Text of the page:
[SpaceProgram] Lagrange Solar Sail Challenge
Lee von Kraus
leevonk at gmail.com
Thu Oct 4 22:54:04 CEST 2012
not considering wind resistance it would take:
11.1 seconds to fall 2000 feet, or
13.7 seconds to fall 3000 feet.
(I used this website: http://www.gravitycalc.com/)
On Thu, Oct 4, 2012 at 12:44 PM, Matt Johnson <railmeat at gmail.com> wrote:
> How long would the free fall be for a 2000 foot fall? I wonder if it
> would be enough. We would probably need a much higher balloon and
> tether. Of course this exacerbates the problems of hoisting the tether
> and gondola and powering the gondola. This is almost starting to sound
> like engineering.
> On Thu, Oct 4, 2012 at 7:53 AM, Lee von Kraus <leevonk at gmail.com> wrote:
> > the website says the helikites can go up "thousands" of feet, not sure
> > many thousands though, but I guess at least more than 2000 if their using
> > the word correctly.
> > You're right about all that cable weight weighing things down too much.
> > it might be best to have a space-elevator-like gondola (as suggested
> > previously by Matt) thing that can climb up the single rope that's
> > the helikite to the ground. The gondola can be powered by a laser from
> > ground (although I'm not sure how far a reasonably sized laser can shoot
> > power). That gondola would drive the capsule up to the helikite and then
> > 'throw' the capsule off and let it fall to the ground where we could have
> > some sort of cushion to catch it. The capsules could have fins on them to
> > better ensure that they fall straight down
> > As the fallen capsule is being retrieved the gondola would already be on
> > way back down to get the same, or another capsule. The system wouldn't be
> > too speedy but would still be a useful tool, I'd imagine the demand for
> > usage would be pretty high from schools and amateur scientists that can't
> > afford other micro-G options.
> > On Thu, Oct 4, 2012 at 7:29 AM, Jerry Isdale <jerry at mauimakers.com>
> >> Depending on how high you go and the kg/m mass of the cable, it is
> >> possible that the weight of the 2x length of cable could be more than
> >> weight of the winch.
> >> using this kevlar rope as a guide...
> >> http://www.pelicanrope.com/kevlar12strandrope.html
> >> say we pick the 7/16", 15,000lb tensile strength rope at 5lbs/100ft.
> >> ('cause thats an easy weight)
> >> a 1,000ft length will weigh... 50lbs?
> >> 1000 ft will not give much free fall time. Parabolic flights are on the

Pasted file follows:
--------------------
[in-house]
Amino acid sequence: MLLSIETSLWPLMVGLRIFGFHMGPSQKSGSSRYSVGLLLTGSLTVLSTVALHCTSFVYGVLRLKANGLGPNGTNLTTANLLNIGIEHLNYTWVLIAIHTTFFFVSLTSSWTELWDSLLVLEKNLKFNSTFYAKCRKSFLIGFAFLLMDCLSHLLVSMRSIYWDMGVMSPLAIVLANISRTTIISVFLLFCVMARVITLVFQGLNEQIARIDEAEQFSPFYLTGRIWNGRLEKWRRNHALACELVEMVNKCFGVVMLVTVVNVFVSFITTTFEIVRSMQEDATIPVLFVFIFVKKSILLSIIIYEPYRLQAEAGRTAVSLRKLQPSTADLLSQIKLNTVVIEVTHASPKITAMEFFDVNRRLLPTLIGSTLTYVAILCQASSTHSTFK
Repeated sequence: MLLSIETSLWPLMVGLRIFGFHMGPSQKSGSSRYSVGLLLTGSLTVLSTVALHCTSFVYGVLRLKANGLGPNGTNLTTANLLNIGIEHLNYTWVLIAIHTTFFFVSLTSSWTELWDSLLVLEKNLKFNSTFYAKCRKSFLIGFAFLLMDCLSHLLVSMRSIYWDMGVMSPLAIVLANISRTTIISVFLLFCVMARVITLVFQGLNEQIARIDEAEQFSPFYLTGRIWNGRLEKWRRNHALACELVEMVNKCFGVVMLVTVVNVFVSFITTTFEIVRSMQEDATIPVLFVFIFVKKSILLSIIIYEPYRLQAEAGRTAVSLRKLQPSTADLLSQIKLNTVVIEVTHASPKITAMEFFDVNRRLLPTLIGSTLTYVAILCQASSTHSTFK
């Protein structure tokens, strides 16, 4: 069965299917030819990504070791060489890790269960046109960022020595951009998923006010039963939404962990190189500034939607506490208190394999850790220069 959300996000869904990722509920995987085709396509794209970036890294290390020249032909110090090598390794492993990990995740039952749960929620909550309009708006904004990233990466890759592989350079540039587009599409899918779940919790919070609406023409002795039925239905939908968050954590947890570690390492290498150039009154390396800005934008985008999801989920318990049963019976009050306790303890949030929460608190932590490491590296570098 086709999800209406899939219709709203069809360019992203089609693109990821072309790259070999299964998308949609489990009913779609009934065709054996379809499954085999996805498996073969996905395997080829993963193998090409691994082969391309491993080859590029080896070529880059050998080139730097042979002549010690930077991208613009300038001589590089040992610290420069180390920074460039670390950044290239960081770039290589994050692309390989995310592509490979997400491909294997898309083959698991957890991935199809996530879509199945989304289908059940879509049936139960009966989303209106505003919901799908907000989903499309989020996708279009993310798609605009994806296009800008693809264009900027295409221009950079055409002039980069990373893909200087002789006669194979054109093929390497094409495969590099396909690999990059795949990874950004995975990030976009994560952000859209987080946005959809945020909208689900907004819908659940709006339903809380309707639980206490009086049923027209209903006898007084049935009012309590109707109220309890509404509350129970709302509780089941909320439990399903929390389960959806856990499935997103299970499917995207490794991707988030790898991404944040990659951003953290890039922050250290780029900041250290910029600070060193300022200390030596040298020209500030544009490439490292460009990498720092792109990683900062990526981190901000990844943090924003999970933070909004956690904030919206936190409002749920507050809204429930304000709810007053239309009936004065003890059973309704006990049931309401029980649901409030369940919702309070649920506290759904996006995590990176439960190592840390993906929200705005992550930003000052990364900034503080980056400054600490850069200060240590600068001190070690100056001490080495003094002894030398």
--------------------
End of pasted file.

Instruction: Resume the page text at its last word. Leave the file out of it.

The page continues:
> >> order of 8000ft deltas ...400lbs
> >> Although rolling all that cable up into the helikite would require a lot
> >> of space/big spool.
> >> Jerry Isdale
> >> http://MauiMakers.com
> >> http://www.mauimakers.com/blog/thursday-public-meeting/
> >> On Oct 3, 2012, at 5:04 AM, Lee von Kraus wrote:
> >> The best way to maximize the allowable experimental capsule weight would
> >> be to have all the motor mechanisms on the ground as shown in the
> >> figure. That way the only mechanism, other than the capsule, that needs
> >> be carried by the helikite is a pulley (and the weight of the capsule
> >> On Wed, Oct 3, 2012 at 10:42 AM, Lee von Kraus <leevonk at gmail.com>
> >>> Here are some useful excerpts:
> >>> "
> >>> The 10 cubic metre Skyhook Helikite is able to fly to thousands of feet
> >>> in winds up to 50 mph lifting a payload of 5kg.
> >>> Helikites are designed for foul weather deployment and foul weather
> >>> flight. Even the largest Skyhook Helikites can be launched and
> retrieved in
> >>> all the winds that they can fly in. So deployment and flight can occur
> >>> safely in winds up to 50 or 60 mph.
> >>> The new Cased Helikite Aerostat Maintainable Platform (CHAMP) (see
> >>> products section) allows the deployment of a 10 cubic metre Skyhook
> >>> within 30 minutes. The unique part of the CHAMP is that it also
> includes an
> >>> excellent Helibase with top cover thus also creating a permanent, safe
> >>> for the Helikite - not just a minimal launch platform.
> >>> Helikites can even be launched and recovered remotely - with no people
> >>> present at all. They are simply winched off or onto the Helibase.
> >>> "
> >>> On Wed, Oct 3, 2012 at 10:37 AM, Lee von Kraus <leevonk at gmail.com>
> >>>> here is a link better describing the advantages of helikites:
> >>>> http://www.allsopp.co.uk/index.php?mod=page&id_pag=24
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